Your eyes are one of the most important organs in your body—protect them like you’d protect your brain with a helmet, your skin with sunscreen, or your extremities with proper shoes or gloves. And paddling on any body of water, where the surface reflects light, it’s extra important to keep that amplified brightness at bay—and to see everything ahead, plus sometimes below you as well. From the glare bouncing off a lake to the spray of salty ocean foam, the right pair of sunglasses will enhance your vision and protect your eyes so you can paddle just the way you want: without a worry in the world.
Features To Look For
For on-water activities, there are a few standout features to factor:
Instead of watching your favorite shades sink into the abyss below, invest in a pair of floating frames that will bob on the surface. Materials matter here—the best floating sunglasses are typically constructed from plastics, composites, polycarbonate, or bamboo, which all naturally stay afloat and will keep your glasses on the surface of the water.
Lenses That Shed Water
Keep your lenses clear even while out on the water with a hydrophobic coating on the lenses. This weakens the surface tension on the lenses, which allows excess water to drain away while the leftover water becomes tiny droplets, easily brushed away. If your sunglasses don’t come with a hydrophobic coating, you can buy a spray to apply yourself.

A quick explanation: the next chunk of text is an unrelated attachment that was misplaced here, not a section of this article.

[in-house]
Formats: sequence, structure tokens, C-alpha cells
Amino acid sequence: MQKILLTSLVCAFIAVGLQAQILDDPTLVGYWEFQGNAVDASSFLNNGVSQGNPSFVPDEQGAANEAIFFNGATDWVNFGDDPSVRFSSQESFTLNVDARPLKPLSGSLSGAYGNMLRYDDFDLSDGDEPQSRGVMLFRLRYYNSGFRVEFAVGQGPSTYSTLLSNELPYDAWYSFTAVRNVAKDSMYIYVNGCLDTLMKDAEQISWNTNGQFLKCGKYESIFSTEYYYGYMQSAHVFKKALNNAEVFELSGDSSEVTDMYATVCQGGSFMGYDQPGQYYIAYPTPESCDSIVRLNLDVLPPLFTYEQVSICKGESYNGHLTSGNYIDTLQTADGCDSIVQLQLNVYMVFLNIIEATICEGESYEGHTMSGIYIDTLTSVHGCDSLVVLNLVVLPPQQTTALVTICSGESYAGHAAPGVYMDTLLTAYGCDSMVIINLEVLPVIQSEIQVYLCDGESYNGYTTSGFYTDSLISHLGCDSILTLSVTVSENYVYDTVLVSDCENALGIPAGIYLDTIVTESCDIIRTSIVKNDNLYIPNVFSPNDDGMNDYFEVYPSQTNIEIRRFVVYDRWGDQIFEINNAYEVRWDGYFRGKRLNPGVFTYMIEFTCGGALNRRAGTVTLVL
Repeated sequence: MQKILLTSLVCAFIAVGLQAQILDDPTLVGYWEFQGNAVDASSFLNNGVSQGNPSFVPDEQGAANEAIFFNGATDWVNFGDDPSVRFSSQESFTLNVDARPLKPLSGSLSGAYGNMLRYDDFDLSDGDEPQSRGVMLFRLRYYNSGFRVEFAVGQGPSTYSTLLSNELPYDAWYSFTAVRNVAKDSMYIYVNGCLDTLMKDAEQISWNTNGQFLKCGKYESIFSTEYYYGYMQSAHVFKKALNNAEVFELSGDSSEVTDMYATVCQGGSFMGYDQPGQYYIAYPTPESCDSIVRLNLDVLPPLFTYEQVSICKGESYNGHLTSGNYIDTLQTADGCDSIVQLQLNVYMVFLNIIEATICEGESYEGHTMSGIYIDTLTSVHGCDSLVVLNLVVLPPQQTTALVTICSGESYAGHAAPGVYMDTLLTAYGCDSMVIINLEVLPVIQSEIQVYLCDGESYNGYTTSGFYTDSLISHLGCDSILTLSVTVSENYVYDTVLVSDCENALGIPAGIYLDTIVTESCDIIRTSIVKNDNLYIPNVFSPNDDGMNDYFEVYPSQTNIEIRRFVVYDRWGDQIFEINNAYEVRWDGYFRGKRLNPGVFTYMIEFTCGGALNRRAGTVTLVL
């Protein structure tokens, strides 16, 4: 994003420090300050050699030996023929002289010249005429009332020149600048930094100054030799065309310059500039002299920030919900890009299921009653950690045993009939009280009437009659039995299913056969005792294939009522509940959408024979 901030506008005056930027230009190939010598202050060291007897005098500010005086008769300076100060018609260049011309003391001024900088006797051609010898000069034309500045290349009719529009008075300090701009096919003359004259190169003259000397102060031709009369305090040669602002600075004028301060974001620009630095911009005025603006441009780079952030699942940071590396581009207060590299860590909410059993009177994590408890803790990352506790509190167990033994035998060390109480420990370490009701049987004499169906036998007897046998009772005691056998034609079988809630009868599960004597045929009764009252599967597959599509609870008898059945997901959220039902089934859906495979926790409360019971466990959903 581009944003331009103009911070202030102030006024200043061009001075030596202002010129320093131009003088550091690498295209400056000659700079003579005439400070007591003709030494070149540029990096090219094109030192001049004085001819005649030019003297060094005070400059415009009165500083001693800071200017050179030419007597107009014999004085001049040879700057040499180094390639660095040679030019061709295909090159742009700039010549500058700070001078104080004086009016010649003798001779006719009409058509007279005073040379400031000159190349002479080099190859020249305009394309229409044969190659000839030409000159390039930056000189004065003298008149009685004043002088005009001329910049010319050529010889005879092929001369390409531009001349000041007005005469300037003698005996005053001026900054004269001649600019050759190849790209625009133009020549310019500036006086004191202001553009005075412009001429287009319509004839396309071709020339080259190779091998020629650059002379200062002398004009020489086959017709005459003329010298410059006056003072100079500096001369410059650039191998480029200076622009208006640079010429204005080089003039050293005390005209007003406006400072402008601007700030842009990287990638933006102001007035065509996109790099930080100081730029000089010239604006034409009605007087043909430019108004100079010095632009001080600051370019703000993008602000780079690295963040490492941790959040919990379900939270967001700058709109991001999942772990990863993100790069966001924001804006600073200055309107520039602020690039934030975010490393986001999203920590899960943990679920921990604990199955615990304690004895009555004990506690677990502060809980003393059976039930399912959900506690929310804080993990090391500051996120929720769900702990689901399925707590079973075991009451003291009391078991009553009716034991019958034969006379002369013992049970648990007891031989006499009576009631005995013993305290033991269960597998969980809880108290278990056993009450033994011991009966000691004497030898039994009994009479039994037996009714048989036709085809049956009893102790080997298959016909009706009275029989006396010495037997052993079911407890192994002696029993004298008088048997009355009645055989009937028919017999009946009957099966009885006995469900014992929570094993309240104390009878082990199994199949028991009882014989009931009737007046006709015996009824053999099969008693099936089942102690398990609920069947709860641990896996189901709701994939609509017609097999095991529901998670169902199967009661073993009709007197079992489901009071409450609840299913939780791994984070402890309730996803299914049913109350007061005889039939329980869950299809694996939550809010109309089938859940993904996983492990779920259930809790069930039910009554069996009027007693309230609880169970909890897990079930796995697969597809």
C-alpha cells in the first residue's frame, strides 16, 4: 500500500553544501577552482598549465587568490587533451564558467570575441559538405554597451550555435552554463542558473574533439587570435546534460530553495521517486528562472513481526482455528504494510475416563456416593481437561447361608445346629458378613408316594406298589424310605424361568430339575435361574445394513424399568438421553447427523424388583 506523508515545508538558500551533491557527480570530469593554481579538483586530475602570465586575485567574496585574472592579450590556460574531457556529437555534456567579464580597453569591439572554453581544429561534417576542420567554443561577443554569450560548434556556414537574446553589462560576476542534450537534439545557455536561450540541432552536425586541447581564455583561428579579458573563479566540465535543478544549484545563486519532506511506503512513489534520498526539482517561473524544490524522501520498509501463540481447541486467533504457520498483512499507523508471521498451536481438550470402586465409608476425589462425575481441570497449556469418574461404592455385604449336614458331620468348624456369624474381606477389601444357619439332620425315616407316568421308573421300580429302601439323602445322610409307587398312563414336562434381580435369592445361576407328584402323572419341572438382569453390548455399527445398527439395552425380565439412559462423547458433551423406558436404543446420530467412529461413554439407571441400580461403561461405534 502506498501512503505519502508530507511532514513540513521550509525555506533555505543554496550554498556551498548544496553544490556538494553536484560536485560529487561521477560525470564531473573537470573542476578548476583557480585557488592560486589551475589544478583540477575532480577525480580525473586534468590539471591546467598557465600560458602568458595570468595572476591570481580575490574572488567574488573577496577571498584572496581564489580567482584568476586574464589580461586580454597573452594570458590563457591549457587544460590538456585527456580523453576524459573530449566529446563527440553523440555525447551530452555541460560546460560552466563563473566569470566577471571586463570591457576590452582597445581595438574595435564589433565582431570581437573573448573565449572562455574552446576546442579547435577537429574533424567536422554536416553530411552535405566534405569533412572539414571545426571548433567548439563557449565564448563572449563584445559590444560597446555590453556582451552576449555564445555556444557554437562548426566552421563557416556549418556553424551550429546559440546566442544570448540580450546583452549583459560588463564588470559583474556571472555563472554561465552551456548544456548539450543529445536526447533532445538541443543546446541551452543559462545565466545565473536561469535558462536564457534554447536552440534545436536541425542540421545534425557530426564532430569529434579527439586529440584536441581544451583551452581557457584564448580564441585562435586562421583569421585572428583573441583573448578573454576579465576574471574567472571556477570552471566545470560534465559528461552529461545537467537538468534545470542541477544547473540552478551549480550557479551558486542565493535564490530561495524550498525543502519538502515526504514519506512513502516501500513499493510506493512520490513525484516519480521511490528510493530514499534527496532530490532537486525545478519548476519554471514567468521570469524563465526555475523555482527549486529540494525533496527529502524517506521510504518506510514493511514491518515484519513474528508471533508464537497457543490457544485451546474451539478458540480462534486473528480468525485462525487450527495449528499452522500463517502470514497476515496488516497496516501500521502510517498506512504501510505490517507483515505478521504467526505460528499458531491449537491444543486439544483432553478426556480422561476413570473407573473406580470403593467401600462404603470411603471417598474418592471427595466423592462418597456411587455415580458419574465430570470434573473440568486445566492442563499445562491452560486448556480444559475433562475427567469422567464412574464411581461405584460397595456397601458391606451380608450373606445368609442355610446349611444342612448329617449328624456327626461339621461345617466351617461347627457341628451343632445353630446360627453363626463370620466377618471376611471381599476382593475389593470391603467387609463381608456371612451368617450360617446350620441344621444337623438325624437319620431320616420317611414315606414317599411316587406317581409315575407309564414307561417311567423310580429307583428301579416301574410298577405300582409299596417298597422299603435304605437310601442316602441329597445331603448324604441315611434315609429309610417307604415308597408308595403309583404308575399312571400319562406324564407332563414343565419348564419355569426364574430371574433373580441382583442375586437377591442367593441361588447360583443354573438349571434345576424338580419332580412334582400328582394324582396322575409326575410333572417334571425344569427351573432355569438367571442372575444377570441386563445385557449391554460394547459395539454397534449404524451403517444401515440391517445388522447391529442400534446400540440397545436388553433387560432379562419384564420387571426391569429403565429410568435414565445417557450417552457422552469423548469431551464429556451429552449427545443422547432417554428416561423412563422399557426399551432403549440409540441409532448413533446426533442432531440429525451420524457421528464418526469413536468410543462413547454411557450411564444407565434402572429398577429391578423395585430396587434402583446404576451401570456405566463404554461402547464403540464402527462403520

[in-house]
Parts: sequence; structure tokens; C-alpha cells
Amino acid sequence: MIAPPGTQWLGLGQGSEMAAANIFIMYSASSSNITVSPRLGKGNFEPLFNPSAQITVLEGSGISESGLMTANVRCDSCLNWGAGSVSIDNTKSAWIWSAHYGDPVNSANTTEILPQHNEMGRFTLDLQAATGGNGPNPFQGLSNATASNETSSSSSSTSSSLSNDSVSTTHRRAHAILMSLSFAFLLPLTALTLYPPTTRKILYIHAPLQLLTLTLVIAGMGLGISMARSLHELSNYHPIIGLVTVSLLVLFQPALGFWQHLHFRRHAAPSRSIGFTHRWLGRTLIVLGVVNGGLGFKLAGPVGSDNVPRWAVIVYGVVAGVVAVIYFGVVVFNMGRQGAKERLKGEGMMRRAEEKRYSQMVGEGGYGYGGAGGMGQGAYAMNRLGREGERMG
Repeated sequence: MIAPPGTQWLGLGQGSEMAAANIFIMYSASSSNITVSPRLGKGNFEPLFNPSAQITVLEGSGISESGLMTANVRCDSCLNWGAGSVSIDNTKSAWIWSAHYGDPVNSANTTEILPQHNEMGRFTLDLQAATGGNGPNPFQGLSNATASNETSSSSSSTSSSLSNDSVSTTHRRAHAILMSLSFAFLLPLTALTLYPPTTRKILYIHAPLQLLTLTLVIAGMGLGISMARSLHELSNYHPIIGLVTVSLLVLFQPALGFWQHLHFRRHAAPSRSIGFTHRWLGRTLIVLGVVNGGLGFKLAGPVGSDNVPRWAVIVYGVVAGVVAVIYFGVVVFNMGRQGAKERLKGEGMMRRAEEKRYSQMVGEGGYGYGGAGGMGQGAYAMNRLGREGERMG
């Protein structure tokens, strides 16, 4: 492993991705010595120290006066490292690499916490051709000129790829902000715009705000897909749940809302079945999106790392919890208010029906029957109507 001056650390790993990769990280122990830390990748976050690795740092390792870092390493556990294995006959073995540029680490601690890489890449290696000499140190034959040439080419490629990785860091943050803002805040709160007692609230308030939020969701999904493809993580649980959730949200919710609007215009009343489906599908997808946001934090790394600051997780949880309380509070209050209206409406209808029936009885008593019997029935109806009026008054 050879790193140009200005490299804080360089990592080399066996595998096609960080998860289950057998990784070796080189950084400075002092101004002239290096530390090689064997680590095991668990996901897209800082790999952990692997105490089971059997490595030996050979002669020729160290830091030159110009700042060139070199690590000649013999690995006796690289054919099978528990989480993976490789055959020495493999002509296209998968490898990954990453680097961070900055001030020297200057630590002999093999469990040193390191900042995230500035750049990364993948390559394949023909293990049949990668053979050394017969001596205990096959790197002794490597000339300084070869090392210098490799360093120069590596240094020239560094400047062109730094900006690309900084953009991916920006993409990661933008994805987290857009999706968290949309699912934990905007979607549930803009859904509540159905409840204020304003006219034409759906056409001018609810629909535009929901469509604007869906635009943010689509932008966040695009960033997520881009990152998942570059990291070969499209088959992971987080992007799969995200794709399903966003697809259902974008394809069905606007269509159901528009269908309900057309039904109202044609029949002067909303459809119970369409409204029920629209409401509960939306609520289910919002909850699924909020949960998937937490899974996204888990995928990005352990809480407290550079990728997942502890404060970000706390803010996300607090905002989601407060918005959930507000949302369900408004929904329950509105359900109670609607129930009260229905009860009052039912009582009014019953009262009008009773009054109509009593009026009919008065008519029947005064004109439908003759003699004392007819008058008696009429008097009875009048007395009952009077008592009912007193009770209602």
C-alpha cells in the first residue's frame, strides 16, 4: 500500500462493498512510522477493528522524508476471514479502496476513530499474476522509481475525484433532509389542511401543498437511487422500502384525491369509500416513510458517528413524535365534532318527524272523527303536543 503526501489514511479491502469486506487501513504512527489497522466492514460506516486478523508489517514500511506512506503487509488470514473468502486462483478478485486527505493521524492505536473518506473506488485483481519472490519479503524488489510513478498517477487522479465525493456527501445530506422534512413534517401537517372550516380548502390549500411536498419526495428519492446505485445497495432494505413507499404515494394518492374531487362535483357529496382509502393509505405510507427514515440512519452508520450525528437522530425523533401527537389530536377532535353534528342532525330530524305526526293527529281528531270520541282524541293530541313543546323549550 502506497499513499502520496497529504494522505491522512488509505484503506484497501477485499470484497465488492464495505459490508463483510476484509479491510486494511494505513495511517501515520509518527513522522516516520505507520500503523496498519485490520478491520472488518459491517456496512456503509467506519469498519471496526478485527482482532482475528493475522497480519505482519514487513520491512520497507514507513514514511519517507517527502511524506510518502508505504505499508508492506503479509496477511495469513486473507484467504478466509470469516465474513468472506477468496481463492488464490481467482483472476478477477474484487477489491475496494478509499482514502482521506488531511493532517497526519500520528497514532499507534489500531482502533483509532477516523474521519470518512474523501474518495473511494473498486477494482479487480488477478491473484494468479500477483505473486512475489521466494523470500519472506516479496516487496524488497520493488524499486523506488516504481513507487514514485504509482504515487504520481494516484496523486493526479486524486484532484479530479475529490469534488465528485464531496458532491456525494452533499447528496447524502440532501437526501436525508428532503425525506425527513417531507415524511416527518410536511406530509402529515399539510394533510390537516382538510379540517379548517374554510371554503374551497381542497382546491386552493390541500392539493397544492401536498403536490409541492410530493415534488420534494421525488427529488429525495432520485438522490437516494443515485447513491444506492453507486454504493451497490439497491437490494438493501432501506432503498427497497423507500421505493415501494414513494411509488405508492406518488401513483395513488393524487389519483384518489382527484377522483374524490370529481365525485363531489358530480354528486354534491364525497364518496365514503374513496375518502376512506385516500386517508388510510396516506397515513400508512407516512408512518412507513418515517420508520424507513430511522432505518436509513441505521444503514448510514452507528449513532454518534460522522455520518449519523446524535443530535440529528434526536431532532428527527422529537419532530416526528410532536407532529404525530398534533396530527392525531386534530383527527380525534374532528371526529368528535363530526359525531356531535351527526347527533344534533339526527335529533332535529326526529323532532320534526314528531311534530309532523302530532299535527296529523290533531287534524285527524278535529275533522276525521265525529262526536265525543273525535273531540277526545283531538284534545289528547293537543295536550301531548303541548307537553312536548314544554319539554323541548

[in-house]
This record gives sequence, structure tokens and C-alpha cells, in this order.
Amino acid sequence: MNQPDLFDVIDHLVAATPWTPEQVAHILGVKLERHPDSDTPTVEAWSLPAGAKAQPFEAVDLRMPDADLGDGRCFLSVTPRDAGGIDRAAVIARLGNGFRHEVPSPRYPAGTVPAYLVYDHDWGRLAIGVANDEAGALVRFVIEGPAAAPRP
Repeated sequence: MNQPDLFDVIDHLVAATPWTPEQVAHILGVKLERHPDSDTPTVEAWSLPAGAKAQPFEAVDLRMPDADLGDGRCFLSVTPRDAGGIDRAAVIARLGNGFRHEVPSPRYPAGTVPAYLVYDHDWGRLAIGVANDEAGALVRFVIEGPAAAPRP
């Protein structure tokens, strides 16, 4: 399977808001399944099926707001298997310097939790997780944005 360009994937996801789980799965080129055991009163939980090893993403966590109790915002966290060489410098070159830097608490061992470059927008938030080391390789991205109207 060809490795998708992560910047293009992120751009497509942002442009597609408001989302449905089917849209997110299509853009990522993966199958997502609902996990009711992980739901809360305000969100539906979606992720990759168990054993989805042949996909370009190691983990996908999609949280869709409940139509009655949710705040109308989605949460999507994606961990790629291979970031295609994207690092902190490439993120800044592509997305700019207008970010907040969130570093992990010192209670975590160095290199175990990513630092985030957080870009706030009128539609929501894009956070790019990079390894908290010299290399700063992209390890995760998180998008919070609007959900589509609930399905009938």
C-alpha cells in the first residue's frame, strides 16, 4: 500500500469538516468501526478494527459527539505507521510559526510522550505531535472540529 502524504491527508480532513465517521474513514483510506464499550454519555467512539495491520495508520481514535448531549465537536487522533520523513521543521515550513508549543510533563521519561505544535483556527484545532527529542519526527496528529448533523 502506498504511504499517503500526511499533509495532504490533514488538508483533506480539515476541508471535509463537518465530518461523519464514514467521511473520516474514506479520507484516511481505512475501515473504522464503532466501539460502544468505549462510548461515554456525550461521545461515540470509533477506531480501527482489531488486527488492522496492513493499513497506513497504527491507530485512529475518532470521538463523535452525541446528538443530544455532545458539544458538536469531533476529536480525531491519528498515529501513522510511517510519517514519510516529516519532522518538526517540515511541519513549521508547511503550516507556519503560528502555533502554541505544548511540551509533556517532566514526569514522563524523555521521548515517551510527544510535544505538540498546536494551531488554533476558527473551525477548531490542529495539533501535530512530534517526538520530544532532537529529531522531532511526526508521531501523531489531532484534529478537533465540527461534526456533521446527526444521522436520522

Protecting against humidity and fogging that occurs in low temperatures (especially when wearing sunglasses with a paddling helmet that traps heat), anti-fog coatings keep moisture from accumulating on your lenses. If your glasses don’t come with an anti-fog coating, you can also purchase a spray to apply yourself.
Look for oleophobic and hydrophobic coatings that’ll protect your lenses against saltwater crystals and fingerprints—two things you might not suspect that can scratch your lenses. After using sunglasses in or around saltwater, rinse them with fresh water before wiping the lenses down.
Lenses that are polarized contain a laminated filter that only allows vertically oriented light to pass through. This helps primarily with glare, as the filter blocks horizontally oriented light, like what might bounce off the water’s surface.
Visible Light Transmission (VLT)
The VLT percentage measures the amount of light that’s transmitted through a lens. Low VLTs offer a darker tint and are more suitable for sunny environments; higher VLTs offer a lighter tint and work best in overcast or low-light environments.
This metric identifies how well the lens material disperses light, or its clarity. The higher the number, the clearer the lens. The lower the abbe value, the more likelihood of unwanted optical distortions (blurriness).